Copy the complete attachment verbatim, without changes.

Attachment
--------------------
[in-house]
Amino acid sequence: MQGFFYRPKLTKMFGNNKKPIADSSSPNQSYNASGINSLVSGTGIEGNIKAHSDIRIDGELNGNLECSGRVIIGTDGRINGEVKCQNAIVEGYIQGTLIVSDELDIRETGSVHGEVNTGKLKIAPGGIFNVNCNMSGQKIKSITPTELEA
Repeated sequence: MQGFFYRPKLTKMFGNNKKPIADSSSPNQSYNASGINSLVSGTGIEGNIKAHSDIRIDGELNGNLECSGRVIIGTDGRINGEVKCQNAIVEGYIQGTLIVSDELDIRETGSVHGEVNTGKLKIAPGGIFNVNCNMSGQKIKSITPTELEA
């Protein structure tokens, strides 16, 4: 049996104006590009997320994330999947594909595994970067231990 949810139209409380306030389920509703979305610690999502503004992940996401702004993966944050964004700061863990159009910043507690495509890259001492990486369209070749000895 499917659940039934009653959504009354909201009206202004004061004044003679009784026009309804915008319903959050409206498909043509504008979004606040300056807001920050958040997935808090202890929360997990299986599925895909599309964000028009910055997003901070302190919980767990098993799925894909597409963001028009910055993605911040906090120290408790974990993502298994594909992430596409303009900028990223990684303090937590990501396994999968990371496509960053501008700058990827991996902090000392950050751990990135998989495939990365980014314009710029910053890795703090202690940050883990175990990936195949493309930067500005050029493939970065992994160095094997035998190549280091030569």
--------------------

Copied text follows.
[in-house]
Amino acid sequence: MQGFFYRPKLTKMFGNNKKPIADSSSPNQSYNASGINSLVSGTGIEGNIKAHSDIRIDGELNGNLECSGRVIIGTDGRINGEVKCQNAIVEGYIQGTLIVSDELDIRETGSVHGEVNTGKLKIAPGGIFNVNCNMSGQKIKSITPTELEA
Repeated sequence: MQGFFYRPKLTKMFGNNKKPIADSSSPNQSYNASGINSLVSGTGIEGNIKAHSDIRIDGELNGNLECSGRVIIGTDGRINGEVKCQNAIVEGYIQGTLIVSDELDIRETGSVHGEVNTGKLKIAPGGIFNVNCNMSGQKIKSITPTELEA
């Protein structure tokens, strides 16, 4: 049996104006590009997320994330999947594909595994970067231990 949810139209409380306030389920509703979305610690999502503004992940996401702004993966944050964004700061863990159009910043507690495509890259001492990486369209070749000895 499917659940039934009653959504009354909201009206202004004061004044003679009784026009309804915008319903959050409206498909043509504008979004606040300056807001920050958040997935808090202890929360997990299986599925895909599309964000028009910055997003901070302190919980767990098993799925894909597409963001028009910055993605911040906090120290408790974990993502298994594909992430596409303009900028990223990684303090937590990501396994999968990371496509960053501008700058990827991996902090000392950050751990990135998989495939990365980014314009710029910053890795703090202690940050883990175990990936195949493309930067500005050029493939970065992994160095094997035998190549280091030569």